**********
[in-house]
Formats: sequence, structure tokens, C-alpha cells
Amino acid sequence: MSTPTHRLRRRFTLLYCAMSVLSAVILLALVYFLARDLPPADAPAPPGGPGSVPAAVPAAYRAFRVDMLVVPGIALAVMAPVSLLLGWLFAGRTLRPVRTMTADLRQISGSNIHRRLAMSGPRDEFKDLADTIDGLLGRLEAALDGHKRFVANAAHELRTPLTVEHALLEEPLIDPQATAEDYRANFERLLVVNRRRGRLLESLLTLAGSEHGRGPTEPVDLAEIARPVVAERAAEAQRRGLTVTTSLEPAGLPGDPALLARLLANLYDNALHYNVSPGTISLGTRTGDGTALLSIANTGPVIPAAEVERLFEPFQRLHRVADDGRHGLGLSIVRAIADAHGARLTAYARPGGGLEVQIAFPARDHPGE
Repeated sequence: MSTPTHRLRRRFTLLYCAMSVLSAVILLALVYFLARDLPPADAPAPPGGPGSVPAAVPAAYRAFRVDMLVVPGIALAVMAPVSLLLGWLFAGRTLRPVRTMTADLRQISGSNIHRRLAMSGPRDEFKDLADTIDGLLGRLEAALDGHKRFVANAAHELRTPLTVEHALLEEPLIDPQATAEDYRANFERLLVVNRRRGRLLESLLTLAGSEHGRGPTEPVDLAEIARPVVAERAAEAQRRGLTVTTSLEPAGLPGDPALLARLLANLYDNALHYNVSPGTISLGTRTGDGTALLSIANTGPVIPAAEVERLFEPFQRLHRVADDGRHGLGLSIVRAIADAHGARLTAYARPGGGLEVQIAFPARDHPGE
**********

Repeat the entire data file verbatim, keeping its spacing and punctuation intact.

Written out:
[in-house]
Formats: sequence, structure tokens, C-alpha cells
Amino acid sequence: MSTPTHRLRRRFTLLYCAMSVLSAVILLALVYFLARDLPPADAPAPPGGPGSVPAAVPAAYRAFRVDMLVVPGIALAVMAPVSLLLGWLFAGRTLRPVRTMTADLRQISGSNIHRRLAMSGPRDEFKDLADTIDGLLGRLEAALDGHKRFVANAAHELRTPLTVEHALLEEPLIDPQATAEDYRANFERLLVVNRRRGRLLESLLTLAGSEHGRGPTEPVDLAEIARPVVAERAAEAQRRGLTVTTSLEPAGLPGDPALLARLLANLYDNALHYNVSPGTISLGTRTGDGTALLSIANTGPVIPAAEVERLFEPFQRLHRVADDGRHGLGLSIVRAIADAHGARLTAYARPGGGLEVQIAFPARDHPGE
Repeated sequence: MSTPTHRLRRRFTLLYCAMSVLSAVILLALVYFLARDLPPADAPAPPGGPGSVPAAVPAAYRAFRVDMLVVPGIALAVMAPVSLLLGWLFAGRTLRPVRTMTADLRQISGSNIHRRLAMSGPRDEFKDLADTIDGLLGRLEAALDGHKRFVANAAHELRTPLTVEHALLEEPLIDPQATAEDYRANFERLLVVNRRRGRLLESLLTLAGSEHGRGPTEPVDLAEIARPVVAERAAEAQRRGLTVTTSLEPAGLPGDPALLARLLANLYDNALHYNVSPGTISLGTRTGDGTALLSIANTGPVIPAAEVERLFEPFQRLHRVADDGRHGLGLSIVRAIADAHGARLTAYARPGGGLEVQIAFPARDHPGE